“Until that day, I had never given [it] any serious thought. We didn’t even study it in law school.”
That's what my old friend from high school told me in the fall of 2007.
I was attending the New Orleans Conference (the old Blanchard Conference for you old-timer gold bugs) and had met up with my friend Bill for happy hour.
Bill is a corporate lawyer. He met his wife while attending an Ivy League law school. She's from Louisiana and is an attorney as well. After he graduated, he followed his heart and moved from Maryland to New Orleans. He's been there for 20 years with his wife and two children.
Now, what I'm about to tell you I cannot verify or confirm its accuracy. But I have every reason to believe Bill's story.
Naturally, the topic of Katrina came up while we were enjoying our cocktails. Bill was more than happy to tell me his personal account.
Here's Bill's story as best as I can recount from 2007:
We stuck it out until the very end. We had everything packed and ready to go. Once the levies broke, we hopped in our car and bugged out. And in just the nick of time too. Had we waited 20 minutes we would've been stuck. We were lucky.
Our neighborhood is on higher ground, so I wasn't really worried about our house flooding. But we didn't have time to put down sandbags or anything, so we just prayed that our house would be intact when we returned.
We went up north in Louisiana where my in-laws live and we stayed there for over three weeks.
But after three weeks I decided to check on the house and secure it. I left my wife and kids with my in-laws because even after nearly a month after the hurricane we kept hearing that the city wasn't safe.
(Here's where it gets really interesting.)
I was driving into New Orleans on Highway 10 when traffic came to a stop. A lot of people were trying to make their way into the city, but there was a police-national guard checkpoint. They weren't allowing anybody who wasn't a resident into New Orleans.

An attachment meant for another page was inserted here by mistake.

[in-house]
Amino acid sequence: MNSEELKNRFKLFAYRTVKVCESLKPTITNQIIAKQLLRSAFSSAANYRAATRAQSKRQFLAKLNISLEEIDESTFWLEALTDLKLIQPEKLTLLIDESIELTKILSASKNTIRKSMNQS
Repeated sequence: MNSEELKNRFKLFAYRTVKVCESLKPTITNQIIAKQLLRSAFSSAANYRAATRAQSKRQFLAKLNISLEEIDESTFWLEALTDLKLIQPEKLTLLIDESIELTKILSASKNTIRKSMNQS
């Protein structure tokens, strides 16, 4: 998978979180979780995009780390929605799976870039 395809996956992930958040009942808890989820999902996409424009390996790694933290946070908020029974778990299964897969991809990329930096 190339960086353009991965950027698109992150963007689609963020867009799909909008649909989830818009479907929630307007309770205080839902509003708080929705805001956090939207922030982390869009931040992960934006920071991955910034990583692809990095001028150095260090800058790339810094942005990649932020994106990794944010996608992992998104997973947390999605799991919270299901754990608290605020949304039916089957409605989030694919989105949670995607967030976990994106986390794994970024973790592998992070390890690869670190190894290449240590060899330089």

Once I got to the checkpoint, I had to prove I lived in the city. I gave them my driver's license and told them where I lived and that I wanted to check on my house and that I planned to stay.
That's when they told me in very matter of fact terms that I was entering the city at my own risk.
Mr. Bishop, you're going into the city at your own risk. If something happens, you can call the police. We might get to you… but chances are we won't get to you. Do you understand this?
I told them I understood. Then they offered me a gun.
I declined because I had my own guns.
I got to my house and to my surprise there was no damage whatsoever. No hurricane damage. No criminal damage.
There were a lot of residents in their homes on my block. And all of them were armed.
At night is when it became scary. Because my neighborhood sits higher than the rest of New Orleans, I could see and hear everything from my top bedroom window or rooftop. Literally as the sun went down, the mobs came out and took control of the streets. We could see them off in the distance. It felt like Haiti.
But I sat at my bedroom window with my guns. And my neighbors did the same thing – sat at their windows with their guns. Not a single home was broken into on my block.
Until that day, I had never given the Second Amendment any serious thought. We didn't even study it in law school. I took it for granted.
But now I realize just how important it is.
Follow Brian Hicks on Twitter @BrianHicksAngel